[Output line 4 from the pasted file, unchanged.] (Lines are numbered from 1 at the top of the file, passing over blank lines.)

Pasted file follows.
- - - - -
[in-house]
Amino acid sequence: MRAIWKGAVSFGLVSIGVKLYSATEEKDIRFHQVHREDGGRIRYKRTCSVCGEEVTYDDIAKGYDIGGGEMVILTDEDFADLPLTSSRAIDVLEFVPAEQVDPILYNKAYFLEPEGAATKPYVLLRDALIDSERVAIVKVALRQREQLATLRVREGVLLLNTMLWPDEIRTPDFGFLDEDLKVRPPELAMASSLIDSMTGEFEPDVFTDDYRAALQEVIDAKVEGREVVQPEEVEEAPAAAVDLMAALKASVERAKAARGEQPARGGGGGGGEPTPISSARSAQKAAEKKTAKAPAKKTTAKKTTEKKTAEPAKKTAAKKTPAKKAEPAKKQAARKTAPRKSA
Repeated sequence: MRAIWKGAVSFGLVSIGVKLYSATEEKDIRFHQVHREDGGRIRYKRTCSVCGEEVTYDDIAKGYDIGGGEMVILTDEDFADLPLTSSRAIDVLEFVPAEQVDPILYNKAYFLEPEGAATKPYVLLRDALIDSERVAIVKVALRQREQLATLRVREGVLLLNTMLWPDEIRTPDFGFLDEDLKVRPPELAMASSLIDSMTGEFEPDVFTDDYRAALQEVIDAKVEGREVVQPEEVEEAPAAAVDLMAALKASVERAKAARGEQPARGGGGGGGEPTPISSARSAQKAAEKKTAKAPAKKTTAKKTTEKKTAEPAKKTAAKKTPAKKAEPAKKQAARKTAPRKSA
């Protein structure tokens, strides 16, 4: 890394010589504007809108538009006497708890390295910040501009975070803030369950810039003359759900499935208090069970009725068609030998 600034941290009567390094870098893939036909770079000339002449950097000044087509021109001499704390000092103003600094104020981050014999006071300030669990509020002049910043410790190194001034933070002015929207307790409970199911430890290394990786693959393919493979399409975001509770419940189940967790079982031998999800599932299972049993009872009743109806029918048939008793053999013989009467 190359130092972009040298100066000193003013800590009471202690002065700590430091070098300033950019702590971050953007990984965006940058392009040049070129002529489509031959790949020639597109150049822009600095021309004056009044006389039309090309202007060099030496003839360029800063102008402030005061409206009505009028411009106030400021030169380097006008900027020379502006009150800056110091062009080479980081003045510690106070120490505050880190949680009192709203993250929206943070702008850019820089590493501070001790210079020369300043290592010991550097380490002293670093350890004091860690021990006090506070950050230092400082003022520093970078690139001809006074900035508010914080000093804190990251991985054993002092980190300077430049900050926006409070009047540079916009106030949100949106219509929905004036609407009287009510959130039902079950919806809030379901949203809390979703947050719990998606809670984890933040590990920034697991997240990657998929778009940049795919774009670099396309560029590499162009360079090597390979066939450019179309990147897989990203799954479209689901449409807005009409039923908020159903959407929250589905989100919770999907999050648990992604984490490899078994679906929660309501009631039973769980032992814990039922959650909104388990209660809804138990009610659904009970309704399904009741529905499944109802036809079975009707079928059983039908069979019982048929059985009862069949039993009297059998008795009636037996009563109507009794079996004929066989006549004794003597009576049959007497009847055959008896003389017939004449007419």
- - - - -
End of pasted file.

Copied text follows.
């Protein structure tokens, strides 16, 4: 890394010589504007809108538009006497708890390295910040501009975070803030369950810039003359759900499935208090069970009725068609030998 600034941290009567390094870098893939036909770079000339002449950097000044087509021109001499704390000092103003600094104020981050014999006071300030669990509020002049910043410790190194001034933070002015929207307790409970199911430890290394990786693959393919493979399409975001509770419940189940967790079982031998999800599932299972049993009872009743109806029918048939008793053999013989009467 190359130092972009040298100066000193003013800590009471202690002065700590430091070098300033950019702590971050953007990984965006940058392009040049070129002529489509031959790949020639597109150049822009600095021309004056009044006389039309090309202007060099030496003839360029800063102008402030005061409206009505009028411009106030400021030169380097006008900027020379502006009150800056110091062009080479980081003045510690106070120490505050880190949680009192709203993250929206943070702008850019820089590493501070001790210079020369300043290592010991550097380490002293670093350890004091860690021990006090506070950050230092400082003022520093970078690139001809006074900035508010914080000093804190990251991985054993002092980190300077430049900050926006409070009047540079916009106030949100949106219509929905004036609407009287009510959130039902079950919806809030379901949203809390979703947050719990998606809670984890933040590990920034697991997240990657998929778009940049795919774009670099396309560029590499162009360079090597390979066939450019179309990147897989990203799954479209689901449409807005009409039923908020159903959407929250589905989100919770999907999050648990992604984490490899078994679906929660309501009631039973769980032992814990039922959650909104388990209660809804138990009610659904009970309704399904009741529905499944109802036809079975009707079928059983039908069979019982048929059985009862069949039993009297059998008795009636037996009563109507009794079996004929066989006549004794003597009576049959007497009847055959008896003389017939004449007419």